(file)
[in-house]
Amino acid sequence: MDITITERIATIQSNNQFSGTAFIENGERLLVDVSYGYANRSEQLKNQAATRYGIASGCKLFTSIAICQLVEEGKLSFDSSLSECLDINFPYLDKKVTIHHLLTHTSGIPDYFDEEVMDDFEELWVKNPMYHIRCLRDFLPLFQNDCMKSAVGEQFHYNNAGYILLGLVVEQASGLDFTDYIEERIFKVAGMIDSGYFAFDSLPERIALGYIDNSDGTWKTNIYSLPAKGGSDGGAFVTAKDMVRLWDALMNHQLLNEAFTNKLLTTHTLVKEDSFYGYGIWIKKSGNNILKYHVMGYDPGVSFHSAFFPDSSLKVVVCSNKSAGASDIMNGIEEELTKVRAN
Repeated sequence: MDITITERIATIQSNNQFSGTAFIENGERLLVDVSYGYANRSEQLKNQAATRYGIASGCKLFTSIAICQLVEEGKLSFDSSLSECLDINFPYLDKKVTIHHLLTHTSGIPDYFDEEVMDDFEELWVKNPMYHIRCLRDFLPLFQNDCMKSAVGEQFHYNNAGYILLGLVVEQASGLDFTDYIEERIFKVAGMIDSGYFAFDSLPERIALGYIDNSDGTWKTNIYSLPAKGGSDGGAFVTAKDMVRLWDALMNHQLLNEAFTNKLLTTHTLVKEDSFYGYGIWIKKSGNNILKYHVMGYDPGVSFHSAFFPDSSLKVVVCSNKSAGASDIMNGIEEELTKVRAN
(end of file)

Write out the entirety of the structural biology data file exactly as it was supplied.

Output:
[in-house]
Amino acid sequence: MDITITERIATIQSNNQFSGTAFIENGERLLVDVSYGYANRSEQLKNQAATRYGIASGCKLFTSIAICQLVEEGKLSFDSSLSECLDINFPYLDKKVTIHHLLTHTSGIPDYFDEEVMDDFEELWVKNPMYHIRCLRDFLPLFQNDCMKSAVGEQFHYNNAGYILLGLVVEQASGLDFTDYIEERIFKVAGMIDSGYFAFDSLPERIALGYIDNSDGTWKTNIYSLPAKGGSDGGAFVTAKDMVRLWDALMNHQLLNEAFTNKLLTTHTLVKEDSFYGYGIWIKKSGNNILKYHVMGYDPGVSFHSAFFPDSSLKVVVCSNKSAGASDIMNGIEEELTKVRAN
Repeated sequence: MDITITERIATIQSNNQFSGTAFIENGERLLVDVSYGYANRSEQLKNQAATRYGIASGCKLFTSIAICQLVEEGKLSFDSSLSECLDINFPYLDKKVTIHHLLTHTSGIPDYFDEEVMDDFEELWVKNPMYHIRCLRDFLPLFQNDCMKSAVGEQFHYNNAGYILLGLVVEQASGLDFTDYIEERIFKVAGMIDSGYFAFDSLPERIALGYIDNSDGTWKTNIYSLPAKGGSDGGAFVTAKDMVRLWDALMNHQLLNEAFTNKLLTTHTLVKEDSFYGYGIWIKKSGNNILKYHVMGYDPGVSFHSAFFPDSSLKVVVCSNKSAGASDIMNGIEEELTKVRAN